Critical Inquiry Critical Inquiry

Michael Squire reviews Histories of Ornament

Gülru Necipoğlu and Alina Payne, ed. Histories of Ornament: From Global to Local. Princeton: Princeton University Press, 2016. 464 pp.

Review by Michael Squire

“Ornament is back,” or so the conveners of this richly illustrated volume proclaim (p. 1). Post-Enlightenment critics have long dismissed ornament as a superfluous frivolity: Immanuel Kant famously condemned Zieraten as “paregonal” to the artwork proper—empty Schmuck that “takes away from general beauty” (der echten Schönheit Abbruch [tut]); at the beginning of the twentieth century, Adolf Loos went even further, heralding ornament a “crime” (Verbrechen), as “freedom from ornament is a sign of spiritual strength.” Yet for all the talk of abolishing ornament, the ornamental itself appears to be flourishing: “from our vantage point today, what seemed a definitive and irreversible death blow to ornament turned out to be only an ushering in of a protracted phase of its disappearance” (p. 1).

Gülru Necipoğlu’s and Alina Payne’s book—derived from a Harvard conference in 2012—takes its place alongside numerous other recent art historical forays into “ornament,” “pattern” and “decoration” (a “turning tide in scholarship”) (p. 351 n. 2). What is special about their particular contribution, however, is the challenge to Western essentialist frameworks, “asking larger questions about transnational exchange and circulation of ideas, forms, goods, and people” (p. 4). The book “does not seek to circumscribe the definition of ornament,” but rather “to address what ornament does”; “above all, it stresses the almost uninterrupted and instrumental function that ornament has performed, and continues to perform, with its perennial capacity to ignite the artistic imagination and give aesthetic pleasure” (p. 6). The subtitle draws out this specific perspective: ornament is duly conceptualized as an “artistic currency of exchange”—something with “contextually specific geo-historical significations” on the one hand, but simultaneously “transcultural” on the other (p. 4).

The “global to local” framework also helps to explain the editors’ thematic approach. The book consists of 26 chapters, organized around seven topics: some are defined around media (with particular emphasis on architectural adornment—above all in the section on “Contemporaneity of Ornament in Architecture”); others are framed around periods (“Mediaeval Mediations,” for example), or else tackle conceptual and historiographic issues (“Ornament between Historiography and Theory”; “Ornament between Figuration and Abstraction,” and others). Islamic materials receive rich discussion throughout—with scintillating discussions of Iranian and Moghul Indian materials in particular, as well as European mediations of the “arabesque.” Yet the parameters are squarely visual in scope; there is only passing mention of important literary critical comparative perspectives, for example, and still fewer references to ornament and music (se pp. 93, 136, 138, 195, 199, 324–25). Barring some passing comments on “late antiquity” (above all in relation to Alois Riegl), the book likewise charts an unabashedly “modern” course: “we purposely excluded topics of ancient ornament, in the interests of promoting a more tightly integrated volume” (p. 4).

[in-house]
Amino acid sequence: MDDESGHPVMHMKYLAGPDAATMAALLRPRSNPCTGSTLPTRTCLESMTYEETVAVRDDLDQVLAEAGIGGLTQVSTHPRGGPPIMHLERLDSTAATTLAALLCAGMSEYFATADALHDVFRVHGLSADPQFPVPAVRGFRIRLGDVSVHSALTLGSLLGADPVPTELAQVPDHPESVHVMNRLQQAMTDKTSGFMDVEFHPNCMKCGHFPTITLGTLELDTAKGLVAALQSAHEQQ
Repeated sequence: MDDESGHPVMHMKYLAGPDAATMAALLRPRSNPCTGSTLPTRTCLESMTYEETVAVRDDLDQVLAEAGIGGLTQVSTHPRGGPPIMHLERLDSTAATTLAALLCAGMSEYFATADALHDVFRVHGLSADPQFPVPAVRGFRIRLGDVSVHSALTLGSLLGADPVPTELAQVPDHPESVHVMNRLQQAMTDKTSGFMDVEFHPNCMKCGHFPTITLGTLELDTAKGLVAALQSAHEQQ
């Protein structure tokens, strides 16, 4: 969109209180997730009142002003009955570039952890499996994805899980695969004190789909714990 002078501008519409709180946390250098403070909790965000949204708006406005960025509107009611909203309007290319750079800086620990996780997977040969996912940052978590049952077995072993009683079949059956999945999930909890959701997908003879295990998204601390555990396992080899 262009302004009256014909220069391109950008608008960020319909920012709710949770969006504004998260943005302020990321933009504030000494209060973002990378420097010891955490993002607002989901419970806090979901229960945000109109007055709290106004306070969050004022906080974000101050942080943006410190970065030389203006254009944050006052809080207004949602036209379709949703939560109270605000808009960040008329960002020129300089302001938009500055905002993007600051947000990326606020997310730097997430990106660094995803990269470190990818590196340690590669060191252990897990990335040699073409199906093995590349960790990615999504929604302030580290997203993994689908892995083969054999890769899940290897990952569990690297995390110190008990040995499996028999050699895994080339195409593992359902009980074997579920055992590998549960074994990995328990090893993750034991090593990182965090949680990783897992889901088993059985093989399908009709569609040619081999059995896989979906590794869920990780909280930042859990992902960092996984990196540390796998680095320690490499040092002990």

What of the chapters themselves? Given the large scope of the volume, and its polyglot cast of contributors, it’s perhaps unsurprising that chapters are a tad uneven: some authors engage head-on with the critical agenda of the introduction; others hone in on their specialist local areas, with minimal interest in the global questions. Three personal highlights can convey the general flavor. First comes Finbarr Barry Flood’s discussion of the “Flaw in the Carpet: Disjunctive Continuities and Riegl’s Arabesque,” which manages an exemplary combination of historiographic critique and close formalist analysis. Christopher P. Heuer’s turn to “Ornamental Defacement and Protestant Iconoclasm” offers a rather different perspective, discussing the theological scaffolding that props up modern Western ideologies of visual signification (‘long before Kant or Derrida, . . . northern iconophobes distinguished between ergon and parergon, or between more or less potent aspects of an image” [p. 156]). Third and finally, Jennifer L. Roberts literalizes the editorial talk of “the currency of ornament,” within a scintillating chapter on “Machine-Lathed Anticountefeiting Patterns and the Portability of Value.” The challenge of authenticating printed dollar bills, Roberts argues, fostered a unique sort of “ornamental solution”: ‘”machine-lathed ornament was uniquely capable of negotiating the ontological wobbliness of the paper money system during the early nineteenth century” (p. 314). Given the book’s important contribution to global art history, the sentiment struck me as an apt conclusion: if money makes the world go round, it’s ornament that provides a common gold standard.